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J Neurol Sci. 1998 Jun 11;158(1):53-7.

Transglutaminase activity in serum and cerebrospinal fluid in sporadic amyotrophic lateral sclerosis: a possible use as an indicator of extent of the motor neuron loss.

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  • 1Department of Physiology, School of Medicine, Fujita Health University, Aichi, Japan. myamauti@fujita-hu.ac.jp


The activity of transglutaminase (TGase), a marker enzyme for tissue degeneration, was examined in serum and cerebrospinal fluid (CSF) obtained from patients with sporadic amyotrophic lateral sclerosis (SALS), and compared to those from patients without SALS. When the serum TGase activity values from SALS patients were compared against the 'ALS-scale', which is used for clinical evaluation of the progression of ALS, the TGase activity values were higher at the initial stage of the disease than in non-ALS subjects, whereas they became extremely low at the late stage of ALS. The TGase activity in the CSF taken at later than middle stage from ALS patients with definite clinical motor dysfunctions was significantly lower than in that from non-ALS subjects. We have previously demonstrated marked reduction of tissue TGase activity in all regions of spinal cord tissue transections from ALS patients, not only in ventral but also lateral and dorsal regions, relative to that in non-ALS patients. These results suggest that some TGase may be leaked out of the spinal cord tissue into the CSF and then into the blood-stream during the progression of ALS, and the enzymic activity finally becomes depleted at the terminal stages of the disease when most of the spinal motor neuronal perikarya have been destroyed.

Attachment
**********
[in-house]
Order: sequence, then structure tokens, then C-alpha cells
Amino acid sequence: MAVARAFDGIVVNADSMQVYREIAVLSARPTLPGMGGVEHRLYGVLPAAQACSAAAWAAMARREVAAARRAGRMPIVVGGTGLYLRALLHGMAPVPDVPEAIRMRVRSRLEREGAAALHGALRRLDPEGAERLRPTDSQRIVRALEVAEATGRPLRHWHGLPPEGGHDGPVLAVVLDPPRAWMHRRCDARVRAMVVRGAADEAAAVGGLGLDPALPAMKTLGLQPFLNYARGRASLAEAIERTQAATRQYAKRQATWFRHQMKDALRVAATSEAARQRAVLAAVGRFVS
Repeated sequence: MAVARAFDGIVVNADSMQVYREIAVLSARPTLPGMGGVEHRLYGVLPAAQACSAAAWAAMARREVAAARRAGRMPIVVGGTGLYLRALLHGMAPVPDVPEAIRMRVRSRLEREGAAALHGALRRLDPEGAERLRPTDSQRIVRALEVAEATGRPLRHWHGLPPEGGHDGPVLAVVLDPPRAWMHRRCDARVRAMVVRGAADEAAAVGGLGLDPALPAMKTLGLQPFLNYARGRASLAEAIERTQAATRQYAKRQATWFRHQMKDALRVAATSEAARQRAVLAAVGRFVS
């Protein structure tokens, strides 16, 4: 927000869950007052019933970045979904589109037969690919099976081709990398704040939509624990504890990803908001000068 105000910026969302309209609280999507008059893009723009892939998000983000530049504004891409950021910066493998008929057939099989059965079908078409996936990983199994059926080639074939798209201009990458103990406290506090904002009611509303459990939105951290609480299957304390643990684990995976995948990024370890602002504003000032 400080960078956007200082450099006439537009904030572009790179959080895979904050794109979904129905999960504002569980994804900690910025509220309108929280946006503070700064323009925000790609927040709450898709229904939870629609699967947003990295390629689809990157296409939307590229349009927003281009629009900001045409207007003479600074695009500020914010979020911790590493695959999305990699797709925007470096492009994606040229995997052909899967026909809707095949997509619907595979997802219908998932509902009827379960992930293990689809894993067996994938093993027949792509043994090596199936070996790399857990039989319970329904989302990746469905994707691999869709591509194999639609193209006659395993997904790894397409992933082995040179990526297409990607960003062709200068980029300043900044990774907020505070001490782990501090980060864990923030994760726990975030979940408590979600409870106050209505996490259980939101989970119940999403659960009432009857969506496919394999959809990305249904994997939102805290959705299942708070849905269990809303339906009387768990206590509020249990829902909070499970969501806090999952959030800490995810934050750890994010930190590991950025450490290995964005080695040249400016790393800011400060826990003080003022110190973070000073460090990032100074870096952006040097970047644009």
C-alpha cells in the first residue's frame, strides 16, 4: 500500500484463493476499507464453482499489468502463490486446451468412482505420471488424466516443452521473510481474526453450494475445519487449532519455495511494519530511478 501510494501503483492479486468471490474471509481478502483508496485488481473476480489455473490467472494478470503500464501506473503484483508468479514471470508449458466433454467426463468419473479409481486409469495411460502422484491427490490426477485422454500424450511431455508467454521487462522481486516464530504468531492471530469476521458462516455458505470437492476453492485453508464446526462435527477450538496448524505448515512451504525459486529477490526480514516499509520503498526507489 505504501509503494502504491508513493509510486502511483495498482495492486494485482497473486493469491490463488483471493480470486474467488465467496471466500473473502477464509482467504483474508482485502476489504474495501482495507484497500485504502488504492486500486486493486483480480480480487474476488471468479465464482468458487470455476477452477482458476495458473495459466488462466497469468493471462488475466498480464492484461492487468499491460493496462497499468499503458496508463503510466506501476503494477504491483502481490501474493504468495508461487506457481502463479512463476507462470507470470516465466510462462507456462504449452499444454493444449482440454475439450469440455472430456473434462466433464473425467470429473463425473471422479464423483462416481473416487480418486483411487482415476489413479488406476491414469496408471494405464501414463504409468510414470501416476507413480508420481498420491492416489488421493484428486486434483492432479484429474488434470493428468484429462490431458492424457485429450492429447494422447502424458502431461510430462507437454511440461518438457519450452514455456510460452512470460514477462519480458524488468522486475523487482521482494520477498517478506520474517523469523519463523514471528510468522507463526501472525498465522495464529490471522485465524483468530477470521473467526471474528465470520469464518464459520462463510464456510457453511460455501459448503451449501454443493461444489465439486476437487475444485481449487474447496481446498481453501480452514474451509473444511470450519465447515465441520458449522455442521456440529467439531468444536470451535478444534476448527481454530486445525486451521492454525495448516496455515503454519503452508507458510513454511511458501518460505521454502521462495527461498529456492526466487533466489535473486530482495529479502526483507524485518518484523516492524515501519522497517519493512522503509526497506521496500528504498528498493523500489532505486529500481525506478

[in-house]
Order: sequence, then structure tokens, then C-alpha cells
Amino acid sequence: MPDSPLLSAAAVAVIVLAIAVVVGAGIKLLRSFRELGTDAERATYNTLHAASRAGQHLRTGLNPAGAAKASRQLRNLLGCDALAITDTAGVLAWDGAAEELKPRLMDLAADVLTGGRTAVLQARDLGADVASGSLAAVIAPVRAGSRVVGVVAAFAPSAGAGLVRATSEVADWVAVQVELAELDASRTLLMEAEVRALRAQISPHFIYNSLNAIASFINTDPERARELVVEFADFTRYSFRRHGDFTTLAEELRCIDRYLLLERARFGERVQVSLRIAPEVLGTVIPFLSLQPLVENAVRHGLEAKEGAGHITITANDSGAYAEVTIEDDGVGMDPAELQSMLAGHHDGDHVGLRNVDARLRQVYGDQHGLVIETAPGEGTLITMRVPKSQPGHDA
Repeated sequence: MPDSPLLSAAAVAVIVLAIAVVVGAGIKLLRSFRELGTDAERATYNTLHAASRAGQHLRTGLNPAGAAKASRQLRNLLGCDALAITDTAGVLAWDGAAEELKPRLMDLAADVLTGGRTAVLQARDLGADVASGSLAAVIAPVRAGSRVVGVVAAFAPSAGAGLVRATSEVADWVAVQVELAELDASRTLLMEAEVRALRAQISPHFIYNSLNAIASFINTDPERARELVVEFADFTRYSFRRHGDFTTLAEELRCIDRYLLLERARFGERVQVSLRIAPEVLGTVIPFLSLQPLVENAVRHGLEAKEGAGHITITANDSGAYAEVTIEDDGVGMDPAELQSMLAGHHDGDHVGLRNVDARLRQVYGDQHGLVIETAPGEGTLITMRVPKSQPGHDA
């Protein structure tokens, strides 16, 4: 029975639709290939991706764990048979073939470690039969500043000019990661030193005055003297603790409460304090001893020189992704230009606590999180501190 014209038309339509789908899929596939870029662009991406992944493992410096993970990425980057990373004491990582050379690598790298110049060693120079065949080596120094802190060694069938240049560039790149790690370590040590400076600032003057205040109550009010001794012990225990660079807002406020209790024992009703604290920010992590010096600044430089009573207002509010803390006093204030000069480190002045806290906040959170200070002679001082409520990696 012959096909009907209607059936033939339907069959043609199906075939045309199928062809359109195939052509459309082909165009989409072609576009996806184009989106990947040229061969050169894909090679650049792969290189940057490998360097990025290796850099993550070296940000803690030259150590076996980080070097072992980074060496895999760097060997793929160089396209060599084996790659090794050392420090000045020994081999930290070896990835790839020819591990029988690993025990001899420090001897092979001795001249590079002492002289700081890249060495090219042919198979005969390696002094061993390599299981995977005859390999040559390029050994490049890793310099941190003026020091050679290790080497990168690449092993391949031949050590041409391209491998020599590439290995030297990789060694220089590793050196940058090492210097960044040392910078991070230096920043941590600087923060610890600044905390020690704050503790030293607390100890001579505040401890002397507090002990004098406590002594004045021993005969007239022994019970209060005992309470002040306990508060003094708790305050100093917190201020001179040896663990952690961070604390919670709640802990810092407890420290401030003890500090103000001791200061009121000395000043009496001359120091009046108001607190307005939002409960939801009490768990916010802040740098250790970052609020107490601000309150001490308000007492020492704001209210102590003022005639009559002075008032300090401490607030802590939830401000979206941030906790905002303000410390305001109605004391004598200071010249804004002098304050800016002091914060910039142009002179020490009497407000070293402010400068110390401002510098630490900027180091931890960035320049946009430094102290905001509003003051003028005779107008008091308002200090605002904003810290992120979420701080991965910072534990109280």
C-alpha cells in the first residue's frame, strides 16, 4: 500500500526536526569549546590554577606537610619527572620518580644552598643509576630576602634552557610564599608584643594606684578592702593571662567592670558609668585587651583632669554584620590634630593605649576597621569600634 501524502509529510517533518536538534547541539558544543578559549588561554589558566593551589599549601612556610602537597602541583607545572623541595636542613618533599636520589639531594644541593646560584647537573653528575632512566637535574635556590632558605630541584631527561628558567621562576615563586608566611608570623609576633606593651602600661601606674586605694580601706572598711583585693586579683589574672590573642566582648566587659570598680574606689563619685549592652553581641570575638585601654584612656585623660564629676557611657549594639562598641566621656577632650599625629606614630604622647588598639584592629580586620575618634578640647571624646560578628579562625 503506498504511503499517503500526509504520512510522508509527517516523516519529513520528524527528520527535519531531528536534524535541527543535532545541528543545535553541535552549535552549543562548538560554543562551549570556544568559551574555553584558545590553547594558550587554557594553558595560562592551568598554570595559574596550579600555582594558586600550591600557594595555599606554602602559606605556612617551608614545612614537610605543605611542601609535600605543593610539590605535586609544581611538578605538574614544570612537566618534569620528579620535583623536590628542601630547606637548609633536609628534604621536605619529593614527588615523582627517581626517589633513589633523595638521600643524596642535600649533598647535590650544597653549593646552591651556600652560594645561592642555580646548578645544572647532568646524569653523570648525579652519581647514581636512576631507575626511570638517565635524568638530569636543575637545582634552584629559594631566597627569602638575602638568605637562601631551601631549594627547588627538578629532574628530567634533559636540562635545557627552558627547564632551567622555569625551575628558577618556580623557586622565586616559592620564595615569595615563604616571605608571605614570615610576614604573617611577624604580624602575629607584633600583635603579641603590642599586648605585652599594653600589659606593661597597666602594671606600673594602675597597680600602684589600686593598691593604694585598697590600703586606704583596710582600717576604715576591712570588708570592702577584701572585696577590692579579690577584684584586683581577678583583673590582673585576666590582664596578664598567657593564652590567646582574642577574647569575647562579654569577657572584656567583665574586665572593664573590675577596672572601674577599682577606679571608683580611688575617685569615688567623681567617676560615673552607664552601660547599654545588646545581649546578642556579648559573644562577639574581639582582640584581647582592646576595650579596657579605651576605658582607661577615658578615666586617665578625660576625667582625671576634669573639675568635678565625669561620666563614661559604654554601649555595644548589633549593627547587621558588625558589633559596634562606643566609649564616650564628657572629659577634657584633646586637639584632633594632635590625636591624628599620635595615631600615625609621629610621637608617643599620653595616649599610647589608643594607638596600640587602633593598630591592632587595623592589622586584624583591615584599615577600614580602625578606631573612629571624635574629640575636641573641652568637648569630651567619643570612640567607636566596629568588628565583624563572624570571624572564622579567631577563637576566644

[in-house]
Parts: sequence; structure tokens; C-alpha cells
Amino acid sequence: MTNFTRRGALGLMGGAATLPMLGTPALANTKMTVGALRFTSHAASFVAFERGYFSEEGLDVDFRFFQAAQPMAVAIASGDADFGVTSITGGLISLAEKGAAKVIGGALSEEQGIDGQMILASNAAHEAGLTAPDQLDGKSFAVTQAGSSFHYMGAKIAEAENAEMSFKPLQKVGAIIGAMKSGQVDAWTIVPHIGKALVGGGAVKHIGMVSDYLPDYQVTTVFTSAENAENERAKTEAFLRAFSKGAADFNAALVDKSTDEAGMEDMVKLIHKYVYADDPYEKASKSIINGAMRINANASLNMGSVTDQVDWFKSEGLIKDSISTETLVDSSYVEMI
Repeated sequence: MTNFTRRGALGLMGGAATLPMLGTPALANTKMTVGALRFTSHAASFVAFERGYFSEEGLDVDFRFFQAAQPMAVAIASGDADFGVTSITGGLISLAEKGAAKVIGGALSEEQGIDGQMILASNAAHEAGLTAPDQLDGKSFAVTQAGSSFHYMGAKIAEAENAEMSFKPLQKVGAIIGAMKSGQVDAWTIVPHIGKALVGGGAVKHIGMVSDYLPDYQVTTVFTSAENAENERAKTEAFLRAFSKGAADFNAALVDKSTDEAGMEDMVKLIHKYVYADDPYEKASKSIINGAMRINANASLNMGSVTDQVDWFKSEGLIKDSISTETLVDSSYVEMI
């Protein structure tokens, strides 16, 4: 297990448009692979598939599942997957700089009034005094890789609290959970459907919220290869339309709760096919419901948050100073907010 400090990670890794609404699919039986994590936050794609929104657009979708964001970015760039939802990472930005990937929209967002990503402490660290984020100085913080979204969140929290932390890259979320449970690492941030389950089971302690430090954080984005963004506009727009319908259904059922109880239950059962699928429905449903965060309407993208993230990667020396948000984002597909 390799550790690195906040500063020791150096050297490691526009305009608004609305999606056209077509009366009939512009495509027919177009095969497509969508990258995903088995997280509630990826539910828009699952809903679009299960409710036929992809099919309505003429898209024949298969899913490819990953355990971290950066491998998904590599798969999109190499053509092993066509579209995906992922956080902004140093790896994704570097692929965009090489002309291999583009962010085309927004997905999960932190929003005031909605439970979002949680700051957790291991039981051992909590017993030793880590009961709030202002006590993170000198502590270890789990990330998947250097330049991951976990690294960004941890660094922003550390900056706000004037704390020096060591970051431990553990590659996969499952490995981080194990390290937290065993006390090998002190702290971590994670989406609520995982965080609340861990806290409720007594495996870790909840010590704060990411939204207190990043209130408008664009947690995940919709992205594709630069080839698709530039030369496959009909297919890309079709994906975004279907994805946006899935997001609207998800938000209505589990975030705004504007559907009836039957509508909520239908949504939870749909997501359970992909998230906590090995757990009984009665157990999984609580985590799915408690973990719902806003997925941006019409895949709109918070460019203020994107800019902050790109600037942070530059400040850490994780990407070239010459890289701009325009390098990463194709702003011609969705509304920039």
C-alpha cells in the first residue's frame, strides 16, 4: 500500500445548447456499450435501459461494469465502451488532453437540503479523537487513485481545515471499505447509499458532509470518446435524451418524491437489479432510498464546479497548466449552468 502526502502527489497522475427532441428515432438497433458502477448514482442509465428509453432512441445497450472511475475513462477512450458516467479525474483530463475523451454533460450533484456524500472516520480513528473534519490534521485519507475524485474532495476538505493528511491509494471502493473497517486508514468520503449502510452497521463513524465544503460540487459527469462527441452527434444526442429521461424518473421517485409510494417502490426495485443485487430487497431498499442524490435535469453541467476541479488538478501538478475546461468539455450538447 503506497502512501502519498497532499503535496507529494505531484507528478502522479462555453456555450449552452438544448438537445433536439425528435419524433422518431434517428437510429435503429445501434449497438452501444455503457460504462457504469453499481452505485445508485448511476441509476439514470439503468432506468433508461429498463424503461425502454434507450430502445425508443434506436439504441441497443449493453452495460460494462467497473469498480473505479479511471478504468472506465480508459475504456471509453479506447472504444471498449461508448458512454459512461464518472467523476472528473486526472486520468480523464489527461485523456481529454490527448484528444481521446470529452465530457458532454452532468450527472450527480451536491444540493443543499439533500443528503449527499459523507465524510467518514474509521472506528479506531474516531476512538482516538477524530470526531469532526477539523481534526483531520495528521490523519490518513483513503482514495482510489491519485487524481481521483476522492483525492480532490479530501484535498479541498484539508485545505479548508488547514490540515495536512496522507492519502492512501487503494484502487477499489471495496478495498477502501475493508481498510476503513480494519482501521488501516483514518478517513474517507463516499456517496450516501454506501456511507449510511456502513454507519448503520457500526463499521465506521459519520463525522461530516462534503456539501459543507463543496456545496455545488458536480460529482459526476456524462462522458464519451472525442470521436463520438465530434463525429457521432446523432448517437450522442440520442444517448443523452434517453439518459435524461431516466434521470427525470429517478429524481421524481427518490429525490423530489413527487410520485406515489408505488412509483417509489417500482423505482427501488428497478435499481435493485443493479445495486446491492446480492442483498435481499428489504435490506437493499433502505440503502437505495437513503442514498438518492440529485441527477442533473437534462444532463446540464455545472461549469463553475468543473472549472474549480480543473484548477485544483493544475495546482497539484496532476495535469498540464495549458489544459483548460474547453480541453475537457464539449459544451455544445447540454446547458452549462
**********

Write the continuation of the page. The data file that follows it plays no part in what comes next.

[PubMed - indexed for MEDLINE]
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